Finally, love is very important to me. There is no one I love more than my hubby. I know that sometimes when he is talking to me, I am not focusing on his words because I am doing something else. This is an instance when multi-tasking is definitely inappropriate. What if I concentrate on giving the man I love more of my awareness? What If I stopped typing, looking at my phone, chopping onions or whatever other less important undertaking I am doing and gave him my undivided attention when he is trying to tell me something?

If I start doing the small things in life – like salads – better by slowing down and paying more attention, maybe that will help me do big things – like relationships – better also. Intentional is an adjective I want to apply to my life. I don’t want to settle for mediocre. I want spectacular. “How you do one thing, is how you do everything. Be aware.

 

I am linking up with Clean East Fast Feets for her Week in Review, Shank You Very Much for Global Blogging, Random-osity for The Good, The Random, The Fun, blovedboston for Weekending, Char at Trekking Thru, Abounding Grace for Gracefull Tuesday, Patty, Erika and Marcia for Tuesdays on the Run, Shelbee on the Edge for Spread the Kindness, Holley Gerth for Coffee for Your Heart, Eclectic Evelyn for her Words on Wednesday, Debbie at Dare 2 Hear, Sharing a Journey for Wellness Wednesday, and Shank You Very Much for Dream Team.

 

 

 

 

 

 

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45 comments

  1. The title of your post really caught my eye: there is a phrase, or rather a revelation that popped into my own head some time ago, which is pretty similar, “You do everything the way you do everything else” Pretty much the same message eh? And quite the warning to give each task you are engaged in proper attention. Great post!

    Liked by 1 person

  2. Laurie, this is so great and so true! Our culture has become so addicted to multi-tasking that honestly, I think most of us actually feel a twinge of guilt if we are “only’ doing one thing–and that’s crazy!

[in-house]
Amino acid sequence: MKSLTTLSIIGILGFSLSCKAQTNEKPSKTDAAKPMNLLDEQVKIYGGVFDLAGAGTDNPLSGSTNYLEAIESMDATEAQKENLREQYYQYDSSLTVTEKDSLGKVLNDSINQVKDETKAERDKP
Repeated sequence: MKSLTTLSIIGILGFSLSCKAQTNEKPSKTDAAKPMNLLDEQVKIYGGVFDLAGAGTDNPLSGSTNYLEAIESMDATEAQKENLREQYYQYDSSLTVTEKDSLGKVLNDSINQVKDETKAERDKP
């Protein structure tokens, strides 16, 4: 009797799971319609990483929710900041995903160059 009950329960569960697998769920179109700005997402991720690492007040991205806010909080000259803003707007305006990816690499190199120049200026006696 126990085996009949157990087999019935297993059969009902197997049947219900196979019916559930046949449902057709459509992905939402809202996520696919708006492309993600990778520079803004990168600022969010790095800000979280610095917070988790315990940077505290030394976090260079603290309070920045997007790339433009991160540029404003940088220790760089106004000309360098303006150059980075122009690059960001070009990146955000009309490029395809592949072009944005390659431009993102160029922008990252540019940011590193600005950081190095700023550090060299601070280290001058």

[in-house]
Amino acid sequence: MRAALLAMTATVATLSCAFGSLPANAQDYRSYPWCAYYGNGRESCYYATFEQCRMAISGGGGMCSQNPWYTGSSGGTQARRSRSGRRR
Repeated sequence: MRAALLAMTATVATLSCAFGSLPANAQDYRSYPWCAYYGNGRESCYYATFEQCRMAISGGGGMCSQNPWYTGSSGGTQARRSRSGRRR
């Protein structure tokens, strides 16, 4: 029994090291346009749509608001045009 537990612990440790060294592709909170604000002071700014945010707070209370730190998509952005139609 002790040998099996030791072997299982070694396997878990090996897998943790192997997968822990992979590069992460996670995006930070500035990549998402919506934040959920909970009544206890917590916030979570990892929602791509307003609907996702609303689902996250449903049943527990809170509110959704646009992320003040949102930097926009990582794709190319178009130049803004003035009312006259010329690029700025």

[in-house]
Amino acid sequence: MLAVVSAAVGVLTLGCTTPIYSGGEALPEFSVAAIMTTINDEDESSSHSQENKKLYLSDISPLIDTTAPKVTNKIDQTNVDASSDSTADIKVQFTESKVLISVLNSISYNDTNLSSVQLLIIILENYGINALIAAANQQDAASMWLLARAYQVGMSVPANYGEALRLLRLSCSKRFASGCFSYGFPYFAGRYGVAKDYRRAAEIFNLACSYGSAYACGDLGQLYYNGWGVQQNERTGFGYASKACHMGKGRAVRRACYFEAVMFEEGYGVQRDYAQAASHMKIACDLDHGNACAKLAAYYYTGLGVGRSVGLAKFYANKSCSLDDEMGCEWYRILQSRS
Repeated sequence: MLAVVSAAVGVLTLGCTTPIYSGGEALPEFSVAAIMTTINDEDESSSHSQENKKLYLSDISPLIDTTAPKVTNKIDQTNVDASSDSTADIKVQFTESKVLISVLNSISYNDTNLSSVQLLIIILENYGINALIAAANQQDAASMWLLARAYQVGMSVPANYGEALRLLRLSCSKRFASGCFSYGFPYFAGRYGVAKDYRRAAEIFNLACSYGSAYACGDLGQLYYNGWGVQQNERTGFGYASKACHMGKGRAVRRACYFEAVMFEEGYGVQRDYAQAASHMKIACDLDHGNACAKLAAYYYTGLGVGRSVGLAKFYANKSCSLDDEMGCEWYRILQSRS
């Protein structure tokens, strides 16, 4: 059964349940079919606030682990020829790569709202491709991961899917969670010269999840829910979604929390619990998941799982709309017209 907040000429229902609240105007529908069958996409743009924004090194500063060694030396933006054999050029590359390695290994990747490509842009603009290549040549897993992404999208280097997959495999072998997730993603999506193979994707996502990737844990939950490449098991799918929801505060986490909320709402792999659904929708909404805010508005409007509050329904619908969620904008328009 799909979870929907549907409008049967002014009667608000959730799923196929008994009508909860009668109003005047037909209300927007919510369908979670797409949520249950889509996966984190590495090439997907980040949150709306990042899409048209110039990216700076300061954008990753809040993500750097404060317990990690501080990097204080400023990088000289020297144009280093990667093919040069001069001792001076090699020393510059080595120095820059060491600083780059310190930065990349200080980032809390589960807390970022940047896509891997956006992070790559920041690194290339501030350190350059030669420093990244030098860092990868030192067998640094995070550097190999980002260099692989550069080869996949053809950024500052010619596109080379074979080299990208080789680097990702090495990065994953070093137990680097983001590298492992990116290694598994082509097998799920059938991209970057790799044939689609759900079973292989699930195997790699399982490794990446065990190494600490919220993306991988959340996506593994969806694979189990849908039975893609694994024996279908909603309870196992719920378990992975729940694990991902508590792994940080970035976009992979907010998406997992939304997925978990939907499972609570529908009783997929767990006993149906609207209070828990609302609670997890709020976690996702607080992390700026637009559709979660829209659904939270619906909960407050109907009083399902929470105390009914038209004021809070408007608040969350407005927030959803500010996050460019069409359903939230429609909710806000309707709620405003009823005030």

I’m with you–let’s do one thing well (at a time), and enjoy it, or the person we are with. Otherwise, why be there? We will miss the wonder of this gift called life…

    Liked by 1 person

  3. I love that salad-making philosophy, haha. 🙂 I couldn’t help but think of the well-known phrase as I was reading this: if you are faithful in the little things, you will be faithful in the big things. It takes for us to be intentional in the smaller things for us to be intentional in the bigger things. Thank you for linking up over at GraceFull Tuesday!

    Liked by 1 person

  4. I am really not much of a multi tasker, and yet I certainly do some of the same things. I think we are all guilty of rushing through our lives, sometimes. Of course when we do, that is exactly when we feel as though life is rushing past us! And that is exactly where mindfulness comes in.

    But life is also about learning and growing, our entire lives. Thanks for a thought provoking post!

    Liked by 1 person

  5. I have that nasty (impulsive?) habit of registering for almost every race that pops onto my radar. I have been riding this plateau (in recent years) with good finish times (but nothing stellar)…probably due to the fact that I’m doing the quantity thing instead of the quality. It’s a tough balance!

    Liked by 1 person

  6. Salads, listening, vacuuming under the bed — sigh. Me, too.
    In Walking Through Twilight, Douglas Groothuis talked at length about the skill of Uni-Tasking that he learned when his wife began her decline, and the idea keeps nudging me.

    Liked by 1 person

  7. Thank you for this post. We tend to think that multi-tasking is an accomplishment when in reality it robs us of the joy of individual experiences like those you mention and beyond.

    Liked by 1 person

  8. I LOVE this quote. I have never really considered how I do “one thing”, but what a powerful statement. I will be sharing this with my faculty this week. THANK YOU for sharing this and linking up today. I appreciate your wisdom!

    Liked by 1 person

  9. […]  (Synchronistically, while writing this article, we received notification of a post called “How You Do One Thing is How You Do Everything”. The blogger talks about intentionality and mindful interaction with daily experience.  If you […]